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Ruowen Yang, Zhiang Xie, and Jie Cao


Based on the ridge line of the western Pacific subtropical high (WPSH) and the theory of gradient wind approximation, a dynamic index for the westward ridge point (WRPI) of the WPSH is defined. Owing to its definition, the new dynamic index can be used to analyze the evolution of the WPSH at various time scales over most isobaric surfaces. The WRPI comprises two dimensions labeled ZWRPI and MWRPI, which depict the zonal and meridional movement, respectively, of the westward ridge point of the WPSH. The rationality and reliability of the dynamic index were validated using reanalysis atmospheric circulation, outgoing longwave radiation, surface air temperature, and rainfall data. The WRPI series revealed that the westward ridge point of the WPSH generally advances poleward while withdrawing eastward. Furthermore, there were close relationships between the WRPI, atmospheric circulation, outgoing longwave radiation, and precipitation over East Asia and the western Pacific in summer. The significant correlation coefficients indicated that the ZWRPI and the MWRPI can reflect the impact of the zonal and meridional movement of the WPSH on the climate over East Asia and the western Pacific. The ZWRPI has no significant linear trend at the interdecadal time scale, indicating that the WPSH did not significantly extend westward in summer. The slight decrease of the MWRPI suggests that the WPSH moves southward but with an insignificant trend. Compared with indices proposed in previous studies, the WRPI showed advantages in objectivity, reliability, predictability, practicability, and therefore extensive potential for application.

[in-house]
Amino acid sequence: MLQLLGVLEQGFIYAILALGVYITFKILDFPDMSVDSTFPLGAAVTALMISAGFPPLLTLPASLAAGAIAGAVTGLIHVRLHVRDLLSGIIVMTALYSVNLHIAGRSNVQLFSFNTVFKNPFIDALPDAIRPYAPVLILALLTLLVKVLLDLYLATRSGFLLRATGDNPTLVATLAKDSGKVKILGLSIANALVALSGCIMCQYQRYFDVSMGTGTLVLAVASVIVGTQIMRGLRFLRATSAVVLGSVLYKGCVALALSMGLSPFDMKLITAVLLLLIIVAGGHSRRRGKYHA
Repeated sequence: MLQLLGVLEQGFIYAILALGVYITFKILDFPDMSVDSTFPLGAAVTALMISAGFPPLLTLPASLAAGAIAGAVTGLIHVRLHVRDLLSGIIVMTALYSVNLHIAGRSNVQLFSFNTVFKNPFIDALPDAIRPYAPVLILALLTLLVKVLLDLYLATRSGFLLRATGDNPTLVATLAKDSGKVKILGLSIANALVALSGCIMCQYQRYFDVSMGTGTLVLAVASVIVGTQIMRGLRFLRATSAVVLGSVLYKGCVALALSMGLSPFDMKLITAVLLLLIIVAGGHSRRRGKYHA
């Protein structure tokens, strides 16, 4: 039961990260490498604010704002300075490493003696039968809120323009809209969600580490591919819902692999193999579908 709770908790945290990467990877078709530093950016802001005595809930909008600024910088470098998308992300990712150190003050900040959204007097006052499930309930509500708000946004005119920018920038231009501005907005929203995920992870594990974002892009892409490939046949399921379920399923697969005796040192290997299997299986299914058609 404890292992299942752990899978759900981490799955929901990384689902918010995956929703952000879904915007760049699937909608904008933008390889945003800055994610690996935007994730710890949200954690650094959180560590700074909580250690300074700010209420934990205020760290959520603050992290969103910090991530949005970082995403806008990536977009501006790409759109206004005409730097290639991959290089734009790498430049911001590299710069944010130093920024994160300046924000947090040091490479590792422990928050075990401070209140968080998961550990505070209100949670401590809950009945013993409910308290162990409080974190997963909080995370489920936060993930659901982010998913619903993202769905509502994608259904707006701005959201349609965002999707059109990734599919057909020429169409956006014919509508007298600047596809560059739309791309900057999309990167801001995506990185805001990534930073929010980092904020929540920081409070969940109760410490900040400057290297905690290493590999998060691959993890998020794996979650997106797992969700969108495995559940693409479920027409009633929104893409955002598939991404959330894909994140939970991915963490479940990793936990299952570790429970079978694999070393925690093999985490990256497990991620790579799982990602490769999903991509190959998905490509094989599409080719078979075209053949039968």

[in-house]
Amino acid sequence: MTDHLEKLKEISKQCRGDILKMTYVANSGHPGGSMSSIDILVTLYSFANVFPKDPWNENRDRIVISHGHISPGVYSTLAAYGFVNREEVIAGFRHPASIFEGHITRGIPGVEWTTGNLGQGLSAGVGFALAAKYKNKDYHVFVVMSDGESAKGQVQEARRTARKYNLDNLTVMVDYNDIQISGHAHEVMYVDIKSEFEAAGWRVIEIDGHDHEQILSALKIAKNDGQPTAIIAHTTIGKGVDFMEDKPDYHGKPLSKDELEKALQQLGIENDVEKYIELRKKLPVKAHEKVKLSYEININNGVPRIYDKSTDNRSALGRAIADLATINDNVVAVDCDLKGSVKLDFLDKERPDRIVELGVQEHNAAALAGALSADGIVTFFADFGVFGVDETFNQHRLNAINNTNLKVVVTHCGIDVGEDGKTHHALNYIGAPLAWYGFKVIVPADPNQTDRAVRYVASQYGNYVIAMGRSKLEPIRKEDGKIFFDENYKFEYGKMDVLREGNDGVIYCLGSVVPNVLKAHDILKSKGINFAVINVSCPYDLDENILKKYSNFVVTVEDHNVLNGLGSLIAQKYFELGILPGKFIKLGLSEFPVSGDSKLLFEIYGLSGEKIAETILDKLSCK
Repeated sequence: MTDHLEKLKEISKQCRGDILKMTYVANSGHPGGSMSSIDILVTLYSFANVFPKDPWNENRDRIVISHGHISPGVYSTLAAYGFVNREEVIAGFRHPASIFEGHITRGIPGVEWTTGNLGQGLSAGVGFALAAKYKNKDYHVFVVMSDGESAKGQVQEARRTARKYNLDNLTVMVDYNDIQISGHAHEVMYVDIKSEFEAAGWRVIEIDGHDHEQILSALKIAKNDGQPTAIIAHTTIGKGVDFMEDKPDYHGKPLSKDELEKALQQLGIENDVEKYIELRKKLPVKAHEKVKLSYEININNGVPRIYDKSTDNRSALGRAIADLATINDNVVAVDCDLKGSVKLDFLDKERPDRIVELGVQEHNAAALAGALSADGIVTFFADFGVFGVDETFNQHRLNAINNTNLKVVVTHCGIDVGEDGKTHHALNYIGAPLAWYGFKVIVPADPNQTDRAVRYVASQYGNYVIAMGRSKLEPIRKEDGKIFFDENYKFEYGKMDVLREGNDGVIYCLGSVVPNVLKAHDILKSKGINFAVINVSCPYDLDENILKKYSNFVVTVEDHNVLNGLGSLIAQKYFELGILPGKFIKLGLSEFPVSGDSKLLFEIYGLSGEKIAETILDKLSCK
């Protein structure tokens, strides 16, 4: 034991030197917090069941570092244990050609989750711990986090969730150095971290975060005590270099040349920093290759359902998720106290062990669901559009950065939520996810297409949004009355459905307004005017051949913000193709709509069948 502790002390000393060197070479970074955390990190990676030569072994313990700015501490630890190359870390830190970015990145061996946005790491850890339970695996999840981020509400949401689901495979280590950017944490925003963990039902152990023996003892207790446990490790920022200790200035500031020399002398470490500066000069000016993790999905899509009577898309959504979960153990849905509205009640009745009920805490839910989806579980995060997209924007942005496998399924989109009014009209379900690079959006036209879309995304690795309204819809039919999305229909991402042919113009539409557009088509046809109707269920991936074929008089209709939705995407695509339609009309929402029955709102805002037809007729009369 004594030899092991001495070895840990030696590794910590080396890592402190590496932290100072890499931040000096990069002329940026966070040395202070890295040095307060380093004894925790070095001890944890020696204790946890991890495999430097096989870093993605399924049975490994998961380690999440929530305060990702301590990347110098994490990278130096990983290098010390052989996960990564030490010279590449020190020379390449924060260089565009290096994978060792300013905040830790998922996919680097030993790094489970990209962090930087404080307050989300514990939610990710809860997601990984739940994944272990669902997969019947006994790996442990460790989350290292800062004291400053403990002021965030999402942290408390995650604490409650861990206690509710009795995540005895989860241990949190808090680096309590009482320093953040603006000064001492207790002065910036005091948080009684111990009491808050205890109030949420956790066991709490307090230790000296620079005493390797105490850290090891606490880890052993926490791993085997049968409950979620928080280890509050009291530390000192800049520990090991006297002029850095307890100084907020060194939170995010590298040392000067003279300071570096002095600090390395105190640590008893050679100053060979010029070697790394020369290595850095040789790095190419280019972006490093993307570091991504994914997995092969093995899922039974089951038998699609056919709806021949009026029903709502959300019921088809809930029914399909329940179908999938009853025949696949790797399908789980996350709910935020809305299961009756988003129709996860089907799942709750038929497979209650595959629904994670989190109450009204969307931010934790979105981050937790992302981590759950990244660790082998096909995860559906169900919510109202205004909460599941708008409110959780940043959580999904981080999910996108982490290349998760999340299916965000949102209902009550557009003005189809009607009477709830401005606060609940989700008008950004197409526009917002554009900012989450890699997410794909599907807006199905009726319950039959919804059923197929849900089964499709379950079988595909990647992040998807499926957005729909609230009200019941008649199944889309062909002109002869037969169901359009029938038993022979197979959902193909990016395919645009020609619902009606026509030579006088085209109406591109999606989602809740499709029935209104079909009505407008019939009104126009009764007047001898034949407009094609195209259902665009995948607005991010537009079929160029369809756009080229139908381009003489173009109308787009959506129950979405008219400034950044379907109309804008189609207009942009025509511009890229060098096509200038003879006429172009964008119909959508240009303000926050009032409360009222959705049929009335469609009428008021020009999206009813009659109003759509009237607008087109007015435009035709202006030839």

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Jie Cao, Shu Gui, Qin Su, and Yali Yang


The interannual zonal movement of the interface between the Indian summer monsoon and the East Asian summer monsoon (IIE), associated with the spring sea surface temperature (SST) seesaw mode (SSTSM) over the tropical Indian Ocean (TIO) and the tropical central-western Pacific (TCWP), is studied for the period 1979–2008. The observational analysis is based on Twentieth Century Reanalysis data (version 2) of atmospheric circulations, Extended Reconstructed SST data (version 3), and the Climate Prediction Center Merged Analysis of Precipitation. The results indicate that the IIE’s zonal movement is significantly and persistently correlated with the TIO–TCWP SSTSM, from spring to summer. The results of two case studies resemble those obtained by regression analysis. Experiments using an atmospheric general circulation model (ECHAM6) substantiate the key physical processes revealed in the observational analysis. When warmer (colder) SSTs appear in the TIO and colder (warmer) SSTs occur in the TCWP, the positive (negative) SSTSM forces anomalous easterly (westerly) winds over the Bay of Bengal (BOB), South China Sea (SCS), and western North Pacific (WNP). The anomalous easterly (westerly) winds further result in a weakened (strengthened) southwest summer monsoon over the BOB and a strengthened (weakened) southeast summer monsoon over the SCS and WNP. This causes the IIE to shift farther eastward (westward) than normal.

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